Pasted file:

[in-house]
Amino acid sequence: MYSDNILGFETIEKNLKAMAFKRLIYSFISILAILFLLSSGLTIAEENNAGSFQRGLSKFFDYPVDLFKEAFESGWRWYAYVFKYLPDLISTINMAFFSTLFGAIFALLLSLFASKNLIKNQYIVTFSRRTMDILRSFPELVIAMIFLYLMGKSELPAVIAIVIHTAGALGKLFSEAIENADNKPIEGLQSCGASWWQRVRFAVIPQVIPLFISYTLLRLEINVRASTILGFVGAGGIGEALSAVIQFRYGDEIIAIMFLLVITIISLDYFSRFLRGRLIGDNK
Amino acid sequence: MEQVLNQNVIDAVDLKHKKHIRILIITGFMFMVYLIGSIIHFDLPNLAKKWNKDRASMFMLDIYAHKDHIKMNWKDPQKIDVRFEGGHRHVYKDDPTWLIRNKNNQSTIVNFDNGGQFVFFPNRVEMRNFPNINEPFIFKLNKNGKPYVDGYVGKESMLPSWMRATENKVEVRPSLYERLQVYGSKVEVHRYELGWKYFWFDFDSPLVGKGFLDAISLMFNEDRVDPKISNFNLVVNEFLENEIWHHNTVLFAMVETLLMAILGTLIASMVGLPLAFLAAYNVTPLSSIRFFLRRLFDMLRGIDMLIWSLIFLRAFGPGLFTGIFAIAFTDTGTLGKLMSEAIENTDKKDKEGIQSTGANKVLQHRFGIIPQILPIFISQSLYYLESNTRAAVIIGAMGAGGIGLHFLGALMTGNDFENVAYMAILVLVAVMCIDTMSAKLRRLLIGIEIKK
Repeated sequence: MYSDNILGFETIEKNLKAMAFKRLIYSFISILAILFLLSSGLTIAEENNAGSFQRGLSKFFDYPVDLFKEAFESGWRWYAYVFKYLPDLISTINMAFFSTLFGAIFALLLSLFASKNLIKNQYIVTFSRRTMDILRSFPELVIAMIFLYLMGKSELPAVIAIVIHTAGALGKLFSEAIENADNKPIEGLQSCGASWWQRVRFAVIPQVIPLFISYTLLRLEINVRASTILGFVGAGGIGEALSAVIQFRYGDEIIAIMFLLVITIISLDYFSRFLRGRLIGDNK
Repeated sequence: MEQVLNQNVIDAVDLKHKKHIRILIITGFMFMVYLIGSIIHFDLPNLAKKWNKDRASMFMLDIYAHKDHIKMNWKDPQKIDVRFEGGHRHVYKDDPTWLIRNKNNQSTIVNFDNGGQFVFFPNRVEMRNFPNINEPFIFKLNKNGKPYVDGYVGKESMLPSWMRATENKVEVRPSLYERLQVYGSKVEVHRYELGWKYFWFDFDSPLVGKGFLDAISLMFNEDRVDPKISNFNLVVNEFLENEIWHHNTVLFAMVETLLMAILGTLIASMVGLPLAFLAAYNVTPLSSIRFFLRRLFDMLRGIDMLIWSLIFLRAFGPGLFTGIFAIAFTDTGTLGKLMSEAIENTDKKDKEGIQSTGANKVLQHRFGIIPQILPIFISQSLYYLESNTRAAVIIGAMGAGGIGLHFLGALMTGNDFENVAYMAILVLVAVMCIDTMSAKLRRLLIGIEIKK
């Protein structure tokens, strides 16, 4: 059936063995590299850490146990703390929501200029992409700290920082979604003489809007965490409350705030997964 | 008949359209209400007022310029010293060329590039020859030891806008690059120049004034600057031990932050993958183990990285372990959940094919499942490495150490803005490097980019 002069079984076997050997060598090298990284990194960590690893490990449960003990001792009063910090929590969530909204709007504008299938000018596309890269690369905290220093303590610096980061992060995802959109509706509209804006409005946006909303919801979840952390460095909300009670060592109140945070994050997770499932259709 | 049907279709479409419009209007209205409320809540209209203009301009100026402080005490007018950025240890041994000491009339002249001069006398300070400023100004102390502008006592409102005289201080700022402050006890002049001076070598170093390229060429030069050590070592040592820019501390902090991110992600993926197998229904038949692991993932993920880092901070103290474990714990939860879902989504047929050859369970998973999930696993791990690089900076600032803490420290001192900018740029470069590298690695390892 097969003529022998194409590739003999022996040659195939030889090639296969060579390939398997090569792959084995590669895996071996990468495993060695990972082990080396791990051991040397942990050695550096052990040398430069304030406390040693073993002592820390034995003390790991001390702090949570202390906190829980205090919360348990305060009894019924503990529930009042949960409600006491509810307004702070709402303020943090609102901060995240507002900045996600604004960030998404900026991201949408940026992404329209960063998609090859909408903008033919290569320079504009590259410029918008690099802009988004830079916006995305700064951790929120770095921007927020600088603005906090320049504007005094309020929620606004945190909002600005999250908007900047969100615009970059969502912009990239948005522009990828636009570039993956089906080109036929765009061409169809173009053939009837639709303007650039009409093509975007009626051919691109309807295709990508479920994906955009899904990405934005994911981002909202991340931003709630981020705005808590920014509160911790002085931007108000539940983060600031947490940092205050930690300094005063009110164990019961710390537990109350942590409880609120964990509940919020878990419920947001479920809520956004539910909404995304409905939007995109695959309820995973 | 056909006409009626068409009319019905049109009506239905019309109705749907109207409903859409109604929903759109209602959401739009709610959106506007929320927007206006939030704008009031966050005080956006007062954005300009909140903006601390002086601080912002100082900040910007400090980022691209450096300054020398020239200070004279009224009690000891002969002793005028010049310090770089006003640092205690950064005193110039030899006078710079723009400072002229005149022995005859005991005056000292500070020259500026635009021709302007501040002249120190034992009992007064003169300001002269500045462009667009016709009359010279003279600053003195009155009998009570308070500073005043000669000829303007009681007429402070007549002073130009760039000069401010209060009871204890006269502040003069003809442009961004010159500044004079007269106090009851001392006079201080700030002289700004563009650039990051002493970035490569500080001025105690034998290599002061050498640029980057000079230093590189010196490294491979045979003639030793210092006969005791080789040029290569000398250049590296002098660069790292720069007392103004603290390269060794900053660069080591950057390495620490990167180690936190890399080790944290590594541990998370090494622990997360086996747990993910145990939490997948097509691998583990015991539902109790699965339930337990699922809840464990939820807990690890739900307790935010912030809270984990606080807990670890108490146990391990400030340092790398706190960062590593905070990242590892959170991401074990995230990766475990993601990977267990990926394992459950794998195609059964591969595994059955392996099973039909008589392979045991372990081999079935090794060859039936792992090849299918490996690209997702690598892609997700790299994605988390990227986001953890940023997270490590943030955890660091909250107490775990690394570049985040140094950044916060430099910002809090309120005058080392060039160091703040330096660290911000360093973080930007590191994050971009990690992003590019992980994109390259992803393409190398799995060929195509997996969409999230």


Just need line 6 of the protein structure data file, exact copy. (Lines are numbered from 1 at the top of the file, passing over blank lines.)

């Protein structure tokens, strides 16, 4: 059936063995590299850490146990703390929501200029992409700290920082979604003489809007965490409350705030997964 | 008949359209209400007022310029010293060329590039020859030891806008690059120049004034600057031990932050993958183990990285372990959940094919499942490495150490803005490097980019 002069079984076997050997060598090298990284990194960590690893490990449960003990001792009063910090929590969530909204709007504008299938000018596309890269690369905290220093303590610096980061992060995802959109509706509209804006409005946006909303919801979840952390460095909300009670060592109140945070994050997770499932259709 | 049907279709479409419009209007209205409320809540209209203009301009100026402080005490007018950025240890041994000491009339002249001069006398300070400023100004102390502008006592409102005289201080700022402050006890002049001076070598170093390229060429030069050590070592040592820019501390902090991110992600993926197998229904038949692991993932993920880092901070103290474990714990939860879902989504047929050859369970998973999930696993791990690089900076600032803490420290001192900018740029470069590298690695390892 097969003529022998194409590739003999022996040659195939030889090639296969060579390939398997090569792959084995590669895996071996990468495993060695990972082990080396791990051991040397942990050695550096052990040398430069304030406390040693073993002592820390034995003390790991001390702090949570202390906190829980205090919360348990305060009894019924503990529930009042949960409600006491509810307004702070709402303020943090609102901060995240507002900045996600604004960030998404900026991201949408940026992404329209960063998609090859909408903008033919290569320079504009590259410029918008690099802009988004830079916006995305700064951790929120770095921007927020600088603005906090320049504007005094309020929620606004945190909002600005999250908007900047969100615009970059969502912009990239948005522009990828636009570039993956089906080109036929765009061409169809173009053939009837639709303007650039009409093509975007009626051919691109309807295709990508479920994906955009899904990405934005994911981002909202991340931003709630981020705005808590920014509160911790002085931007108000539940983060600031947490940092205050930690300094005063009110164990019961710390537990109350942590409880609120964990509940919020878990419920947001479920809520956004539910909404995304409905939007995109695959309820995973 | 056909006409009626068409009319019905049109009506239905019309109705749907109207409903859409109604929903759109209602959401739009709610959106506007929320927007206006939030704008009031966050005080956006007062954005300009909140903006601390002086601080912002100082900040910007400090980022691209450096300054020398020239200070004279009224009690000891002969002793005028010049310090770089006003640092205690950064005193110039030899006078710079723009400072002229005149022995005859005991005056000292500070020259500026635009021709302007501040002249120190034992009992007064003169300001002269500045462009667009016709009359010279003279600053003195009155009998009570308070500073005043000669000829303007009681007429402070007549002073130009760039000069401010209060009871204890006269502040003069003809442009961004010159500044004079007269106090009851001392006079201080700030002289700004563009650039990051002493970035490569500080001025105690034998290599002061050498640029980057000079230093590189010196490294491979045979003639030793210092006969005791080789040029290569000398250049590296002098660069790292720069007392103004603290390269060794900053660069080591950057390495620490990167180690936190890399080790944290590594541990998370090494622990997360086996747990993910145990939490997948097509691998583990015991539902109790699965339930337990699922809840464990939820807990690890739900307790935010912030809270984990606080807990670890108490146990391990400030340092790398706190960062590593905070990242590892959170991401074990995230990766475990993601990977267990990926394992459950794998195609059964591969595994059955392996099973039909008589392979045991372990081999079935090794060859039936792992090849299918490996690209997702690598892609997700790299994605988390990227986001953890940023997270490590943030955890660091909250107490775990690394570049985040140094950044916060430099910002809090309120005058080392060039160091703040330096660290911000360093973080930007590191994050971009990690992003590019992980994109390259992803393409190398799995060929195509997996969409999230």